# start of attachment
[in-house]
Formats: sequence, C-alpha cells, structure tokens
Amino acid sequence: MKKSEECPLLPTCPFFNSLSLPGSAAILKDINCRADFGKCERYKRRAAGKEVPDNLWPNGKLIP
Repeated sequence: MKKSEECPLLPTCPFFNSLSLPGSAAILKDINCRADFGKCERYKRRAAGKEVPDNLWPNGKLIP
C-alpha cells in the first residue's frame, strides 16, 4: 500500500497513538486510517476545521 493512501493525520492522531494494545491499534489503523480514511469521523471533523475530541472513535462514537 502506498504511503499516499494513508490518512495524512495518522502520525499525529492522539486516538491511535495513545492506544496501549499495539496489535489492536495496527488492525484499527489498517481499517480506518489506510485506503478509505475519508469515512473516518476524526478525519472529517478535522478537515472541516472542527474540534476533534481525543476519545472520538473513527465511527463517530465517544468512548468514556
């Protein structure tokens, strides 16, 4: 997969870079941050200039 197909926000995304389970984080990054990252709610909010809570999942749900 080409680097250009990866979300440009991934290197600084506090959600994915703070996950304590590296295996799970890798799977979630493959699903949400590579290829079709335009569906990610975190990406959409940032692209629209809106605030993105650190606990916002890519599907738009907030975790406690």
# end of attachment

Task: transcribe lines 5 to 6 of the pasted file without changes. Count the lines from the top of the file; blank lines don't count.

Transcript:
C-alpha cells in the first residue's frame, strides 16, 4: 500500500497513538486510517476545521 493512501493525520492522531494494545491499534489503523480514511469521523471533523475530541472513535462514537 502506498504511503499516499494513508490518512495524512495518522502520525499525529492522539486516538491511535495513545492506544496501549499495539496489535489492536495496527488492525484499527489498517481499517480506518489506510485506503478509505475519508469515512473516518476524526478525519472529517478535522478537515472541516472542527474540534476533534481525543476519545472520538473513527465511527463517530465517544468512548468514556
């Protein structure tokens, strides 16, 4: 997969870079941050200039 197909926000995304389970984080990054990252709610909010809570999942749900 080409680097250009990866979300440009991934290197600084506090959600994915703070996950304590590296295996799970890798799977979630493959699903949400590579290829079709335009569906990610975190990406959409940032692209629209809106605030993105650190606990916002890519599907738009907030975790406690």